Methodological Challenges in Researching Inclusive School Cultures

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Methodological Challenges in Researching Inclusive School Cultures. / Benjamin, Shereen.

In: Educational Review, Vol. 56, No. 3, 01.11.2004, p. 259-270.

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@article{d00b9c60736e4f21bc1525bce7d324b4,
title = "Methodological Challenges in Researching Inclusive School Cultures",
abstract = "This article addresses the methodological challenges faced in a pilot study of the processes and cultures of inclusion and exclusion in two primary school classrooms. The authors, who were the research team, engaged with a range of practical and ethical challenges, some of which face any researcher entering classroom contexts and some of which were specific to our focus on inclusive school processes and cultures. This article is about the latter: challenges of who decides that a school is inclusive and worthy of attention in an inclusion study; how we look for and recognize inclusive school cultures; how much we do and should change things that we find; and how to put children and their experiences at the centre of our research. We discuss the risks of pathologizing and objectifying children and a key issue that arose for us, the risk of problematizing teachers when ( perhaps inevitably) we found more evidence of exclusionary than inclusionary processes at work.",
author = "Shereen Benjamin",
year = "2004",
month = nov,
day = "1",
doi = "10.1080/0013191042000201172",
language = "English",
volume = "56",
pages = "259--270",
journal = "Educational Review",
issn = "0013-1911",
publisher = "Taylor & Francis",
number = "3",

}

RIS

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T1 - Methodological Challenges in Researching Inclusive School Cultures

AU - Benjamin, Shereen

PY - 2004/11/1

Y1 - 2004/11/1

N2 - This article addresses the methodological challenges faced in a pilot study of the processes and cultures of inclusion and exclusion in two primary school classrooms. The authors, who were the research team, engaged with a range of practical and ethical challenges, some of which face any researcher entering classroom contexts and some of which were specific to our focus on inclusive school processes and cultures. This article is about the latter: challenges of who decides that a school is inclusive and worthy of attention in an inclusion study; how we look for and recognize inclusive school cultures; how much we do and should change things that we find; and how to put children and their experiences at the centre of our research. We discuss the risks of pathologizing and objectifying children and a key issue that arose for us, the risk of problematizing teachers when ( perhaps inevitably) we found more evidence of exclusionary than inclusionary processes at work.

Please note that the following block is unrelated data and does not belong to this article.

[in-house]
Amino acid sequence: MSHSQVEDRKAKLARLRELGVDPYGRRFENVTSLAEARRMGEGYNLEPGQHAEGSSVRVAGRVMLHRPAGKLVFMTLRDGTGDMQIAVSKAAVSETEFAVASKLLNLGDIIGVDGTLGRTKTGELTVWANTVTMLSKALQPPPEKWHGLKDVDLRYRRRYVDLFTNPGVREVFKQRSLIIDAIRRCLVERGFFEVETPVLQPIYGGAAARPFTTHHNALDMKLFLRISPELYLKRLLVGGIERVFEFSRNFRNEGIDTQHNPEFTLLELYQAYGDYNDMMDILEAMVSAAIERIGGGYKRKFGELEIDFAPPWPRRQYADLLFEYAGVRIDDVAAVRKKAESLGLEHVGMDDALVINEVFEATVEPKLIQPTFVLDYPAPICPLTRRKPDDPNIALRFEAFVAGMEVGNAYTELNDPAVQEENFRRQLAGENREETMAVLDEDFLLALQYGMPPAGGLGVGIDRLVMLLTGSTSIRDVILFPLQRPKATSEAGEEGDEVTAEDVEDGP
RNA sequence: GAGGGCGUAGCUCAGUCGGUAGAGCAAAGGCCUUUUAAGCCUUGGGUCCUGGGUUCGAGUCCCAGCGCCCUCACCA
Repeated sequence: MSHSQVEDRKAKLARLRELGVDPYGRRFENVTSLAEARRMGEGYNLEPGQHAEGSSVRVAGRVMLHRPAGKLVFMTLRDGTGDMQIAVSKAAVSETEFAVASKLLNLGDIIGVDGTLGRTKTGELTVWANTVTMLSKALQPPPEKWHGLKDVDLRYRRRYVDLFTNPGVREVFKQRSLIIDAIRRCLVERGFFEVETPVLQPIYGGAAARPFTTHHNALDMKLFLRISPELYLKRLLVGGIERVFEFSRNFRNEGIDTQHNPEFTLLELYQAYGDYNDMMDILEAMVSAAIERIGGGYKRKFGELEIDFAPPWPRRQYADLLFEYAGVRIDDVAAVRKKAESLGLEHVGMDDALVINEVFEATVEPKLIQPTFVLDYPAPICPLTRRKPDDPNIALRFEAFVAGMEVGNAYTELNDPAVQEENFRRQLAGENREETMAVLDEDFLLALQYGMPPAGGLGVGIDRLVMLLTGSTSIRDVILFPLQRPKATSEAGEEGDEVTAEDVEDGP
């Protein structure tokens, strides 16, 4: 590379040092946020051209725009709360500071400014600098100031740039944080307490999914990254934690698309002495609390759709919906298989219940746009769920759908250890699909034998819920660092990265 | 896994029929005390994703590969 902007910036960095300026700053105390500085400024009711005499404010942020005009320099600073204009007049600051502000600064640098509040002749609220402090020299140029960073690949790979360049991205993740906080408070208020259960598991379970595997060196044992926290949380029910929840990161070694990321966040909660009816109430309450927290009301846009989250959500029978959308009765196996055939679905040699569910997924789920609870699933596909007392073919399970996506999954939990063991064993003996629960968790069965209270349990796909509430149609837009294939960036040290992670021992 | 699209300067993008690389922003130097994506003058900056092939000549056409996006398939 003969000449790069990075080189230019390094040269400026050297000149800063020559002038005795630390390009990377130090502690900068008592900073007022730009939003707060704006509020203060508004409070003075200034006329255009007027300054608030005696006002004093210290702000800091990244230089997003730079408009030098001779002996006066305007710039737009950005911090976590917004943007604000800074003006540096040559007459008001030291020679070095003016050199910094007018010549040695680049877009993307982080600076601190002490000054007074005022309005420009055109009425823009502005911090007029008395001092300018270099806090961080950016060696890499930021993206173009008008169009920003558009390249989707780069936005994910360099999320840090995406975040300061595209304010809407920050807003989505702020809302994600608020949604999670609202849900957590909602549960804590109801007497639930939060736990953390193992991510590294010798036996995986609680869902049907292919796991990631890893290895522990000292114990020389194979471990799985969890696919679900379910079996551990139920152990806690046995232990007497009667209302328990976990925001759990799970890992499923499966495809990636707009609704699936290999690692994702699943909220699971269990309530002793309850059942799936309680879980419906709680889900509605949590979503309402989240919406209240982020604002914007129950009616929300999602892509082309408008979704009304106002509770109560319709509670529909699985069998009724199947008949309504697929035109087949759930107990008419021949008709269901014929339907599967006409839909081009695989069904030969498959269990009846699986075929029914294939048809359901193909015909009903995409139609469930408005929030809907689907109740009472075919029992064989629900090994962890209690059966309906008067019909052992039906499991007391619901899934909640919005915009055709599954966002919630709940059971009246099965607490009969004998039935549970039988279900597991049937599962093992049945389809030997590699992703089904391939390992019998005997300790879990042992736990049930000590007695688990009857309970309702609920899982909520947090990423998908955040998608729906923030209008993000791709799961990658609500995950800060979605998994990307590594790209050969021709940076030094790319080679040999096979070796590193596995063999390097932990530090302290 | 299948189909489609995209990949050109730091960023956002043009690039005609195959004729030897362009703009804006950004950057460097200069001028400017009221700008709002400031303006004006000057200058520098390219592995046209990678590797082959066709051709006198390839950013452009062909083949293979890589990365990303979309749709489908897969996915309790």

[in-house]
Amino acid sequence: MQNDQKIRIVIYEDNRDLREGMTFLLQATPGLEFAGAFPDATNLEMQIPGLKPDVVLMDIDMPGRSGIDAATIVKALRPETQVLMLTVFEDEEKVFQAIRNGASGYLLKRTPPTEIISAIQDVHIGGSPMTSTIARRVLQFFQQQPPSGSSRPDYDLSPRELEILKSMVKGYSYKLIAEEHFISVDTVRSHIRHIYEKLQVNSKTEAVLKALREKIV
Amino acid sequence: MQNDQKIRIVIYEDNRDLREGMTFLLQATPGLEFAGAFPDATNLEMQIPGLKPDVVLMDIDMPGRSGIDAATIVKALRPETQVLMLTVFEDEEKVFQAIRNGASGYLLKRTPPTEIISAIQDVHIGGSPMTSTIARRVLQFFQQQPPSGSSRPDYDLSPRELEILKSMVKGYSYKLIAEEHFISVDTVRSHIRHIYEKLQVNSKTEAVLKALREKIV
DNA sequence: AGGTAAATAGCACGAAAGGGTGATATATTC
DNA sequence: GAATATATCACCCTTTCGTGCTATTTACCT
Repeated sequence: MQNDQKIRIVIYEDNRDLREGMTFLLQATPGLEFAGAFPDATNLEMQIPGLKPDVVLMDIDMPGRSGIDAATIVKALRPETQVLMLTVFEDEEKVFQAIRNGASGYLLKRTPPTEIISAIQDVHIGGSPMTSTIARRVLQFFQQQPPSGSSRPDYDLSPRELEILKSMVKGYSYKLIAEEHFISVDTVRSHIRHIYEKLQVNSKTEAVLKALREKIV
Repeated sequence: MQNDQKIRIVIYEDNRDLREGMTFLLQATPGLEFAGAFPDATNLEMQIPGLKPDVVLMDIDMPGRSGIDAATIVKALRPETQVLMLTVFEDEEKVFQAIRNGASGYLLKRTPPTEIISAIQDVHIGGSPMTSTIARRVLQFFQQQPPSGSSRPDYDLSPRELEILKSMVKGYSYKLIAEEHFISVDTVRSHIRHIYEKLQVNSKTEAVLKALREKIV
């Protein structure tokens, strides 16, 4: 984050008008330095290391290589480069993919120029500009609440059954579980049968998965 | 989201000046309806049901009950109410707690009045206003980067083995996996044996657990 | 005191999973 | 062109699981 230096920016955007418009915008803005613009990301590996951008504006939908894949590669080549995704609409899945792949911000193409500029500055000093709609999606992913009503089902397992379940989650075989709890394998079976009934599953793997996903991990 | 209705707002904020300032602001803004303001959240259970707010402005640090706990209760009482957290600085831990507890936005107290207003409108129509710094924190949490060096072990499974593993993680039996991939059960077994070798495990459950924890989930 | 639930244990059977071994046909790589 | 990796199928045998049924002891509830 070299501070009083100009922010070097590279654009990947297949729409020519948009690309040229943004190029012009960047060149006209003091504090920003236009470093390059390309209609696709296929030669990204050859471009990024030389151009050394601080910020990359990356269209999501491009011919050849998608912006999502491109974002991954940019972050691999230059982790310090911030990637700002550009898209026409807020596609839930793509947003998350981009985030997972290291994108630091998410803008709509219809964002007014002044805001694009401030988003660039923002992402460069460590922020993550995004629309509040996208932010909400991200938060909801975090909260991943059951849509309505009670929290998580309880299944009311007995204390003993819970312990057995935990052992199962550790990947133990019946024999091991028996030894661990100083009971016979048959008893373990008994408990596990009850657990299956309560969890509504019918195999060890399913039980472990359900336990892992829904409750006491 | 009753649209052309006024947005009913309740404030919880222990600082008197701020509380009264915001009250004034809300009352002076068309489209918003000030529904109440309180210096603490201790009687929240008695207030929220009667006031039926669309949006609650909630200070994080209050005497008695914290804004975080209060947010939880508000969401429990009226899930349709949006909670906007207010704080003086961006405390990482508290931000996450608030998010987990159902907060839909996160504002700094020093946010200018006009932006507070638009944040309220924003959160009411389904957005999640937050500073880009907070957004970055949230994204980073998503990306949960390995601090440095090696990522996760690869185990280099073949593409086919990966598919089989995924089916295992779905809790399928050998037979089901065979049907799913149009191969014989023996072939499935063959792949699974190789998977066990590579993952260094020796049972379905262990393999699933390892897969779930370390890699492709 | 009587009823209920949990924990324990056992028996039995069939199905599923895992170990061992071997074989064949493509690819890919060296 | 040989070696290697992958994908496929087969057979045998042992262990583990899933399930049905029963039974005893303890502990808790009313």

AB - This article addresses the methodological challenges faced in a pilot study of the processes and cultures of inclusion and exclusion in two primary school classrooms. The authors, who were the research team, engaged with a range of practical and ethical challenges, some of which face any researcher entering classroom contexts and some of which were specific to our focus on inclusive school processes and cultures. This article is about the latter: challenges of who decides that a school is inclusive and worthy of attention in an inclusion study; how we look for and recognize inclusive school cultures; how much we do and should change things that we find; and how to put children and their experiences at the centre of our research. We discuss the risks of pathologizing and objectifying children and a key issue that arose for us, the risk of problematizing teachers when ( perhaps inevitably) we found more evidence of exclusionary than inclusionary processes at work.

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U2 - 10.1080/0013191042000201172

DO - 10.1080/0013191042000201172

M3 - Article

VL - 56

SP - 259

EP - 270

JO - Educational Review

JF - Educational Review

SN - 0013-1911

IS - 3

ER -